Republican leaders are realizing what progressives have been saying for years: the GOP has become the White Resentment Party. (More)
“It’ll cease to be the Republican Party as we’ve known it”
The latest shake-up in Donald Trump’s presidential campaign has jolted the Republican establishment out of denial to a new realization: Whatever happens to their nominee in November, Trumpism may well endure as a source of ferment in their party.
Until this week, it had been possible for party elders to convince themselves that Trump might prove to be a passing storm in their ranks rather than a portent of climate change.
But to their dismay, the party standard-bearer has now signaled that he intends to go for broke in the final stretch of the campaign.
Tumulty and Costa call it “Trumpism,” but they’re being too narrow. Trump’s voters are the same people who cheered Rep. Steve “Canteloupe Calves” King (R-IA) and the House Republicans who wanted a law that would force President Obama to show his birth certificate. They’re the same people who believed Rush Limbaugh’s claim that the Affordable Care Act was “reparations” for slavery, who hailed George Zimmerman as a hero, and petitioned to have the Black Lives Matter movement classified as a “terror group.”
The only difference between Trump and many other GOP leaders is that he proudly declares what they slyly imply. But there exists a stubbornly oblivious faction within the GOP, and the media, who insist Trump has created something new. Consider how Tumulty and Costa describe Trump’s voters:
Theirs is an amorphous alternative to traditional conservatism – often associated with the “alt right” movement – that is leery of liberal immigration, multiculturalism, military involvement overseas and free trade. Its critics also accuse the alt right of flirting with white supremacism, anti-Semitism and other forms of intolerance.
No, we don’t accuse them of “flirting with white supremacism.” We examine the predictable consequences of the policies they propose and oppose, see that they always find excuses to pamper white men and undermine women and people of color, and reasonably conclude that they are white supremacists.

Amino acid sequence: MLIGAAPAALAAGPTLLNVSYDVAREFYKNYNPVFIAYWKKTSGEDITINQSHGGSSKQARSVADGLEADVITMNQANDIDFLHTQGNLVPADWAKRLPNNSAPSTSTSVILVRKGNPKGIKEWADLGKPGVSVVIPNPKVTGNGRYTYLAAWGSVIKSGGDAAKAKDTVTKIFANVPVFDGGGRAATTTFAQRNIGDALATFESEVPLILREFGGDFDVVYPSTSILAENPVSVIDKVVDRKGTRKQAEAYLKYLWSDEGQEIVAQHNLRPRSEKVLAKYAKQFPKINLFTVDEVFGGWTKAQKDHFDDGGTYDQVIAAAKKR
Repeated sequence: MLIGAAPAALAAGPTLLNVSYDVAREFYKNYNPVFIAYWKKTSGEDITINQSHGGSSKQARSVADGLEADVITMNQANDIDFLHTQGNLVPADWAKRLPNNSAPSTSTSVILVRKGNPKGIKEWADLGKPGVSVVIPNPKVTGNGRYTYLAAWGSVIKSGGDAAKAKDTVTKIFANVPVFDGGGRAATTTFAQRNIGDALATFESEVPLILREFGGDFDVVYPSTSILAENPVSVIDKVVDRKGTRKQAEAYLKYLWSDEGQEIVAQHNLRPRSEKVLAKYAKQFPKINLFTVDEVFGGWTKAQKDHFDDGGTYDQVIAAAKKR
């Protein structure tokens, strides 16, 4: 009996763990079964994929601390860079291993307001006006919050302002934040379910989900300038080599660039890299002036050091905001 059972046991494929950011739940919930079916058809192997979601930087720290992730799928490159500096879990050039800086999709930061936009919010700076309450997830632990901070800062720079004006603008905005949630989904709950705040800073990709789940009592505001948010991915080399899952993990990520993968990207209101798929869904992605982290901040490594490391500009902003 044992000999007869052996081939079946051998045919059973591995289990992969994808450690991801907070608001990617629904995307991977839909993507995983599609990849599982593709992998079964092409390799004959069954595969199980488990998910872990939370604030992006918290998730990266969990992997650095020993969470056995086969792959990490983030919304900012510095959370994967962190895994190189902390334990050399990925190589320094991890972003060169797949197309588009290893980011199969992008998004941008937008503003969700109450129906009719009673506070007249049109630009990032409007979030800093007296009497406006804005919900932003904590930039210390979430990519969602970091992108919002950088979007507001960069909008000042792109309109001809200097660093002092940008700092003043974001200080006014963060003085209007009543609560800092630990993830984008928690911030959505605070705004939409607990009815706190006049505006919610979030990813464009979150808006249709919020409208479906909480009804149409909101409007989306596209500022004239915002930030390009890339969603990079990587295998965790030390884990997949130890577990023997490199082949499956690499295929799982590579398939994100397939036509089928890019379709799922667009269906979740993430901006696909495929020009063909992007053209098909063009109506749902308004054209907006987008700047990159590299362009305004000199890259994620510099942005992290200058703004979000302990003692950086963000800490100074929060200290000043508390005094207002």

Tumulty and Costa continue to tiptoe around that:
Trump has disavowed some of those incendiary associations when they have emerged at various points in the campaign, and Bannon has rejected accusations that Breitbart News fuels racial and ethnic divisions. But the links continue to be made, including from within the GOP.
“Movements like this, with toxic and nasty stuff, have existed in one form or another, but they’ve been kept on the outer fringes of American political life. Now it’s command and control at headquarters,” said Peter Wehner, who was director of the White House Office of Strategic Initiatives under George W. Bush.
“If the GOP fully becomes the home to the Breitbart and alt-right movement, it’ll cease to be the Republican Party as we’ve known it,” Wehner added. “There will be a huge crack-up beyond anything we’ve seen.”
“Conservatives shouldn’t be cocky that they’re going to win this battle,” Wehner said. “The elements that produced Trump did not emerge out of nothing, and they are not going to disappear in the blink of an eye, even if Trump goes away.”
No, those elements did not “emerge out of nothing.” And they run very deep.
“It’s a visceral feeling of being left behind”
The Atlantic’s Ronald Brownstein wrote about it back in June:
In the Trump vocabulary, the word “back” ranks closely behind “again.” Trump is forever promising to “bring back” things that have been lost. Manufacturing jobs, steel and coal production, waterboarding of terrorists, “law and order” in the cities – all of these Trump says he will “bring back” to reverse what he portrays as years of American decline.